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Arch Med Res. 2003 Nov-Dec;34(6):489-95.

Telomeres, telomerase, and hematopoietic stem cell biology.

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Terry Fox Laboratory, British Columbia Cancer Agency and Department of Medicine, University of British Columbia, Vancouver, BC, Canada.


Telomeres are composed of the tandem DNA repeats and associated proteins that cap the end of linear chromosomes. They provide stability to the chromosome and protect against DNA loss associated with cellular replication. Telomeres are maintained by the reverse transcriptase, telomerase. The regulation of telomere length and telomerase activity is a complex and dynamic process that is tightly linked to cell cycle regulation. Hematopoietic stem cells have an impressive but finite proliferative potential and demonstrate telomeric shortening during replicative aging despite expression of low levels of telomerase. Recently, the important role of telomeres in human illness has been highlighted by studies of the rare genetic disorder dyskeratosis congenita. Here we review the role of telomeres and telomerase in the function and regulation of the hematopoietic stem cell compartment and their importance in hematologic disease.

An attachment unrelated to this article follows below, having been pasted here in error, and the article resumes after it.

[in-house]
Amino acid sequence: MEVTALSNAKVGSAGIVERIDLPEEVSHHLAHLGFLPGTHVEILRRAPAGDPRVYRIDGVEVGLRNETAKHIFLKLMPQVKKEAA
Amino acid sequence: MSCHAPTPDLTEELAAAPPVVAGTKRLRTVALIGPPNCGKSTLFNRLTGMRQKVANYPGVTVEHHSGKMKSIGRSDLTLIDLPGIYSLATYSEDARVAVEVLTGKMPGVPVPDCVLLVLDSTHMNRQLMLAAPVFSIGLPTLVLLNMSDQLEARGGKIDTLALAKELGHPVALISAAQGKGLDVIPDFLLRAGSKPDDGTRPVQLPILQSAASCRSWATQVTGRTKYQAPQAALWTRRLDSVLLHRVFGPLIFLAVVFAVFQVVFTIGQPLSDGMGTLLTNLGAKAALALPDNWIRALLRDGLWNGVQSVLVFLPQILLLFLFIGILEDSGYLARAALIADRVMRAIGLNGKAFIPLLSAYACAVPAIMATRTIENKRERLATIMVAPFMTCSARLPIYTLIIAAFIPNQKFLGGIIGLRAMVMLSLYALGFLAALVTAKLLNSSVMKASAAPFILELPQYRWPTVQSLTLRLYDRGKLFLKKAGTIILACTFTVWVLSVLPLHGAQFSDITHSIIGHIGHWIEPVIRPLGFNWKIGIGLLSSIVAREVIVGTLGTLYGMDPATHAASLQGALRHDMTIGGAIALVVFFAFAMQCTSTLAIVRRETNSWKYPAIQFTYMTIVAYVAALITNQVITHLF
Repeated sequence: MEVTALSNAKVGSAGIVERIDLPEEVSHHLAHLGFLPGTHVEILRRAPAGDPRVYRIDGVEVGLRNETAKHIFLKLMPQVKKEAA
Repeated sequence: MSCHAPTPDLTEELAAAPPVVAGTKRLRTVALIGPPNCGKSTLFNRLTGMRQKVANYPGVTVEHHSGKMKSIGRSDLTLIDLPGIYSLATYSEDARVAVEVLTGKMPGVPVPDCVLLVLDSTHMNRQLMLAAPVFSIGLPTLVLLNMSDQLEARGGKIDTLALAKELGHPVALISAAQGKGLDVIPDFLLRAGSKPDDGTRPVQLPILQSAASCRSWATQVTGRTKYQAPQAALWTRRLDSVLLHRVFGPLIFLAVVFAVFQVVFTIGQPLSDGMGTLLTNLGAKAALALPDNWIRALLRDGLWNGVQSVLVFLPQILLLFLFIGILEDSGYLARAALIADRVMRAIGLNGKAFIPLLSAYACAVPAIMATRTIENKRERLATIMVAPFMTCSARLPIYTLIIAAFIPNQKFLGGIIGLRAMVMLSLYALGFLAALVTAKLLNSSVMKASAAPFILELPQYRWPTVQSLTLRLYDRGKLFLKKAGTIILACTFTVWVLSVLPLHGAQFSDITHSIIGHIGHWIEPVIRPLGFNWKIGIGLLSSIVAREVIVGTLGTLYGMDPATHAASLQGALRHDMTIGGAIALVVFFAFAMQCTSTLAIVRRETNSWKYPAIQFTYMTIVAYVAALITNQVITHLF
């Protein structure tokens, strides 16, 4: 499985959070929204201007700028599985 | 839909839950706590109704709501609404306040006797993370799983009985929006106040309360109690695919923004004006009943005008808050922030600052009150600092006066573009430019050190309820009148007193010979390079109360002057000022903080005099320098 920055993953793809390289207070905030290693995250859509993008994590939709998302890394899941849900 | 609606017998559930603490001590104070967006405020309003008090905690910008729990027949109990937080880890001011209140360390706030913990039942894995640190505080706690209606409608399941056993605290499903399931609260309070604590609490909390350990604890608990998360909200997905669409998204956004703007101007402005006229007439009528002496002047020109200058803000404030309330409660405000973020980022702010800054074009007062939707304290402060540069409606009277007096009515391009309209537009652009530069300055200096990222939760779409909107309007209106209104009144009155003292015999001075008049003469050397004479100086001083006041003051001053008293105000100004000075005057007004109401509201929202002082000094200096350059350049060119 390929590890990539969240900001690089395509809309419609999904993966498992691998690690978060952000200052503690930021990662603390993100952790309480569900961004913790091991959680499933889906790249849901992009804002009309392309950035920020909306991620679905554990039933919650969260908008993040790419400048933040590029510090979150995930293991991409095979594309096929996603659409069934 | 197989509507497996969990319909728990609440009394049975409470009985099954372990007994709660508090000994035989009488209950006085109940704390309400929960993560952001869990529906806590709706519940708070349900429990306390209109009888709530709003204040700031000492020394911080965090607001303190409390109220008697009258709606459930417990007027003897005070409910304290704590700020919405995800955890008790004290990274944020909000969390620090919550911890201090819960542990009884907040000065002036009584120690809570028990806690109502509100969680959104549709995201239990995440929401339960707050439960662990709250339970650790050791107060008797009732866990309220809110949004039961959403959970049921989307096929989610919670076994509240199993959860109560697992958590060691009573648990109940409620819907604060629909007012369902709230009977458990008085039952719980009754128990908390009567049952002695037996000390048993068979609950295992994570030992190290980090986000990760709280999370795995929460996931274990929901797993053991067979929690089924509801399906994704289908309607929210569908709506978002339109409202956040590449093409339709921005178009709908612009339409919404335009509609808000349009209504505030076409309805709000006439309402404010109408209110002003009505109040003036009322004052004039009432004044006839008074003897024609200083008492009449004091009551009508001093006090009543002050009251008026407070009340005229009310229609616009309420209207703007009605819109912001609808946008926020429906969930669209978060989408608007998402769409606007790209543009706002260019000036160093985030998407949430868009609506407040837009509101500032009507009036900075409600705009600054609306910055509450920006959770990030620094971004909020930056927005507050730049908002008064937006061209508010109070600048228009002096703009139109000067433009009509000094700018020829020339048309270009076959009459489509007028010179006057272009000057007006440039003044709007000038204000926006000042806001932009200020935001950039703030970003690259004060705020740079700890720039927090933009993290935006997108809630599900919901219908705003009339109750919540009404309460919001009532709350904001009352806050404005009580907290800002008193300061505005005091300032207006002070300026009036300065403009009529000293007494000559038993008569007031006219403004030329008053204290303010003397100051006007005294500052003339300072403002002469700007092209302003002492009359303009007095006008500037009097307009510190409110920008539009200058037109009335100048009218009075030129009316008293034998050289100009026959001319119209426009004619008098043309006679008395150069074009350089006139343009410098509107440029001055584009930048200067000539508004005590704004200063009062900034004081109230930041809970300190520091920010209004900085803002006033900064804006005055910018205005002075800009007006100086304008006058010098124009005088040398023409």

[Indexed for MEDLINE]

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